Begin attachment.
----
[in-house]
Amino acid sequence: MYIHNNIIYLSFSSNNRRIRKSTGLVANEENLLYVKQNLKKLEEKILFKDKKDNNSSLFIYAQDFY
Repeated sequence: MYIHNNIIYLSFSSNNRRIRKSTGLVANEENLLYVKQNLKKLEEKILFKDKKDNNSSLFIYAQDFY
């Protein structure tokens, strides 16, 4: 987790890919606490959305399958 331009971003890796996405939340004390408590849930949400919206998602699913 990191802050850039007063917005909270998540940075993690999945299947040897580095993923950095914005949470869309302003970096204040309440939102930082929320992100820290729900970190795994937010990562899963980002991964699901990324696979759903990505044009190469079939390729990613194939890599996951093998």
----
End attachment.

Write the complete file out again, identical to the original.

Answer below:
[in-house]
Amino acid sequence: MYIHNNIIYLSFSSNNRRIRKSTGLVANEENLLYVKQNLKKLEEKILFKDKKDNNSSLFIYAQDFY
Repeated sequence: MYIHNNIIYLSFSSNNRRIRKSTGLVANEENLLYVKQNLKKLEEKILFKDKKDNNSSLFIYAQDFY
């Protein structure tokens, strides 16, 4: 987790890919606490959305399958 331009971003890796996405939340004390408590849930949400919206998602699913 990191802050850039007063917005909270998540940075993690999945299947040897580095993923950095914005949470869309302003970096204040309440939102930082929320992100820290729900970190795994937010990562899963980002991964699901990324696979759903990505044009190469079939390729990613194939890599996951093998």